The Rest of Italy




I will spend a little time on a few of the other cities I visited.  Since I didn't spend more than a couple of days in each place, there will not be much detail.

I will say that my comments on speaking Italian only seem to apply to the less touristy places in Italy.  In the cities listed below, you probably don't need to know a single word of Italian, although they seem to appreciate that you try.

Venice (Venezia) -  If you have not spent your entire life around water, boats, and mardi gras masks, then Venice will be much more shocking for you.  No cars, scooters, bicycles, etc.  Walking or by water taxi (vaporetti) here.  Only way in is by train, plane, or boat.  I came in by train, and was pleasantly surprised to find that when you exit the station, the grand canal is staring you in the face.  I bought an all day vaporetti pass, and took the slow "tour" up and down the grand canal before I jumped off and started walking.  Most of Venice is dedicated to shops (except obviously where the people live).  Hundreds and hundreds of shops all selling basically the same thing (mardi gras masks, glass from the isle of Murano, and jewelry).  Also scattered throughout are food stores.  Walking is interesting because I now know where the phrase "a maze of twisty little passages" comes from.  You can get turned around pretty easily, but don't worry, use it as excuse to explore a new area.  Venice is an island after all, with a fairly obvious central feature (the grand canal).  Walk for a while and you are bound to find water, follow it till you get to the next vaporetti stop, and like magic, you know exactly where you are.  Shops close down at dark, and food shops open.  It is a very interesting place, but it reminds me a lot of New Orleans.

Pisa - Pisa is another SMALL town with some museums, churches, and one really cool thing to see.  Obviously the leaning tower.  Actually, its the bell tower of their Duomo.  I will admit, I spent a total of 3 hours in this town, I came in on the train, walked 20 minutes through town over to the tower, took pictures, went into the duomo, walked around, and walked back to the train station.  Not much to see here, once you have seen the tower, that's about as interesting as it gets.  Of course, you may have different tastes, so its up to you.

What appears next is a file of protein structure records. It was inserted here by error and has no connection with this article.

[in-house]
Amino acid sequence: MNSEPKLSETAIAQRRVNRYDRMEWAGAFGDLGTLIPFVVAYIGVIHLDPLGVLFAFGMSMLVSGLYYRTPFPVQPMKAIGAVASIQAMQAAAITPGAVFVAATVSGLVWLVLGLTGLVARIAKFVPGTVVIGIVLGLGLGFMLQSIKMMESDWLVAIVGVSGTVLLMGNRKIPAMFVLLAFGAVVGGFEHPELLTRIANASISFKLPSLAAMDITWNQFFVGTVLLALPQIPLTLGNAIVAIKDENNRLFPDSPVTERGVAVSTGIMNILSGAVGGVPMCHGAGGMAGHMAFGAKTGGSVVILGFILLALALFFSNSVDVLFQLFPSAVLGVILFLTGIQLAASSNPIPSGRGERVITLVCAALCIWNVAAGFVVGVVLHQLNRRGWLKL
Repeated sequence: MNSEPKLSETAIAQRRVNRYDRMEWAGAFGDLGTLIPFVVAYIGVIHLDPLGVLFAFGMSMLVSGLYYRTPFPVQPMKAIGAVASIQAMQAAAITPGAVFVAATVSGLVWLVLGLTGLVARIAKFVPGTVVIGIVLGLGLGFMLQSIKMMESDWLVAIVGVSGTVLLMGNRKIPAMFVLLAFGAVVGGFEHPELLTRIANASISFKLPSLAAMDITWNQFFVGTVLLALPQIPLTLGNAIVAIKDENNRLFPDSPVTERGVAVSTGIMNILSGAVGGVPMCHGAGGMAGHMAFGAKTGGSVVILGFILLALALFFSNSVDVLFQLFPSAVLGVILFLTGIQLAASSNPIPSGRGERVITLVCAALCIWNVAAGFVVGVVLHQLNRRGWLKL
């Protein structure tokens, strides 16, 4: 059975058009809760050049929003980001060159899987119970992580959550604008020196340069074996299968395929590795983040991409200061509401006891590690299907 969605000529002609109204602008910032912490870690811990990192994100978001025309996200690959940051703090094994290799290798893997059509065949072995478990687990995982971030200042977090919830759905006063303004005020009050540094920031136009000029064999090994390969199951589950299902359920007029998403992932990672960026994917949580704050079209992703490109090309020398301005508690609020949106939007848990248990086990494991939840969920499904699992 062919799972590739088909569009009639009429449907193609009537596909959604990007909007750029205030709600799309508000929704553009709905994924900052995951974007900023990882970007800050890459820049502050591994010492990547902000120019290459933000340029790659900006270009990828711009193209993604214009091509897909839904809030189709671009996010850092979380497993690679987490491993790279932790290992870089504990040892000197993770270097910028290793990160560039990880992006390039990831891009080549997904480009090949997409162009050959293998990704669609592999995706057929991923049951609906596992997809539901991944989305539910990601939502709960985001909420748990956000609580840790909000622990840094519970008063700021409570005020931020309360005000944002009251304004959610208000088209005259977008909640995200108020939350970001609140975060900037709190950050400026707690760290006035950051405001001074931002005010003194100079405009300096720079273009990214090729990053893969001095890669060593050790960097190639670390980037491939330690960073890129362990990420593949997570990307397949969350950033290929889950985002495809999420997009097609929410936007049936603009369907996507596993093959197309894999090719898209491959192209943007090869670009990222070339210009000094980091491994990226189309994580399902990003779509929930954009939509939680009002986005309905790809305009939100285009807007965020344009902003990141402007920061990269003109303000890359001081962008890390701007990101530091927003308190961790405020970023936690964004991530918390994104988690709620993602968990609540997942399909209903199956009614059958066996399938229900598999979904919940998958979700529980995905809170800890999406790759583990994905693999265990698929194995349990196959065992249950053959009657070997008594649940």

Florence (Firenze) - Is a larger town with lots of churches, and a unique style that I didn't see anywhere else.  If you like churches, there are plenty to see.  Some statues, and such as well.  I spent a day and a half here.  Come here to buy leather goods at the hundreds of shops and outdoor stalls you will find around their duomo.  I wasn't overly impressed, but apparently I don't like this style.

Rome (Roma) - Ok, Rome deserves its own page, but I only spent 2 days there, so it doesn't get one yet.  Wait till next year, I will go back and write one.  Rome is cool.  This is THE place to go, and is where I will base out of next time.  I have been told that Milano is the most expensive city in Italy to visit, but my two days in  Rome have convinced me that Roma is.  Anything you want to see can be found here, no matter what your tastes.  The metro is not nearly as convenient as Milano (I have been told that's because every time they start to dig, they find something else historic).  Only 2 lines that leave large sections of the city with the nearest metro stop quite a walk from where you want to be.  The city CAN be walked (I showed up on a day the metro and busses were on strike), but you should be in fairly good shape (i.e. if you think you have any limit to the amount of walking you can do, you should rethink walking here) to do it.  The cobblestones, and hills make it not as easy as you would think, and the distances are pretty good.  Busses work, but beware (on the metro as well, but not may tourists take the metro, its an acquired taste, so the thieves are not as thick there), thieves abound in this city, and you are obviously a tourist, and they will attempt to go through your packs on a crowded bus/metro line.  I am untrusting by nature (and I grew up in New Orleans, not a shining example of law and order itself), so its wasn't a problem for me, but I did actually need to push people away from my friends because they were attempting to unzip the fanny packs he was wearing on the bus.  But it does give me an idea for the uses of one of those little bear trap like devices we use at work for nutria, they would fit nicely into a fanny pack.  Hmmmm.....I may ride the bus more next time.



This site was last updated 12/03/03